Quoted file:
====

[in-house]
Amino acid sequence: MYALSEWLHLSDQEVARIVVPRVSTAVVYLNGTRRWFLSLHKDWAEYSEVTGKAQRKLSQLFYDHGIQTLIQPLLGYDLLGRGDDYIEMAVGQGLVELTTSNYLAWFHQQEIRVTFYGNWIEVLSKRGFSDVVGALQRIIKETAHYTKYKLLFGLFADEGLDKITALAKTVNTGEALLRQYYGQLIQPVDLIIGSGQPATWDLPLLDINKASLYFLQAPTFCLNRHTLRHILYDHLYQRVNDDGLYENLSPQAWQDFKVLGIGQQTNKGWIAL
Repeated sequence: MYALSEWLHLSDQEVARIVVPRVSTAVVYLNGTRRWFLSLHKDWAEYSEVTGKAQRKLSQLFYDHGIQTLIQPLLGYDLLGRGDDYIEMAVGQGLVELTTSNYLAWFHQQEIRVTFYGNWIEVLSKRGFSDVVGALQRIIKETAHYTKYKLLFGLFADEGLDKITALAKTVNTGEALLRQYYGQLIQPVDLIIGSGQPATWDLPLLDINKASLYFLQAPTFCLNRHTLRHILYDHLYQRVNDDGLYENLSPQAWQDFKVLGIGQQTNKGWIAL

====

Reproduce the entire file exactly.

[in-house]
Amino acid sequence: MYALSEWLHLSDQEVARIVVPRVSTAVVYLNGTRRWFLSLHKDWAEYSEVTGKAQRKLSQLFYDHGIQTLIQPLLGYDLLGRGDDYIEMAVGQGLVELTTSNYLAWFHQQEIRVTFYGNWIEVLSKRGFSDVVGALQRIIKETAHYTKYKLLFGLFADEGLDKITALAKTVNTGEALLRQYYGQLIQPVDLIIGSGQPATWDLPLLDINKASLYFLQAPTFCLNRHTLRHILYDHLYQRVNDDGLYENLSPQAWQDFKVLGIGQQTNKGWIAL
Repeated sequence: MYALSEWLHLSDQEVARIVVPRVSTAVVYLNGTRRWFLSLHKDWAEYSEVTGKAQRKLSQLFYDHGIQTLIQPLLGYDLLGRGDDYIEMAVGQGLVELTTSNYLAWFHQQEIRVTFYGNWIEVLSKRGFSDVVGALQRIIKETAHYTKYKLLFGLFADEGLDKITALAKTVNTGEALLRQYYGQLIQPVDLIIGSGQPATWDLPLLDINKASLYFLQAPTFCLNRHTLRHILYDHLYQRVNDDGLYENLSPQAWQDFKVLGIGQQTNKGWIAL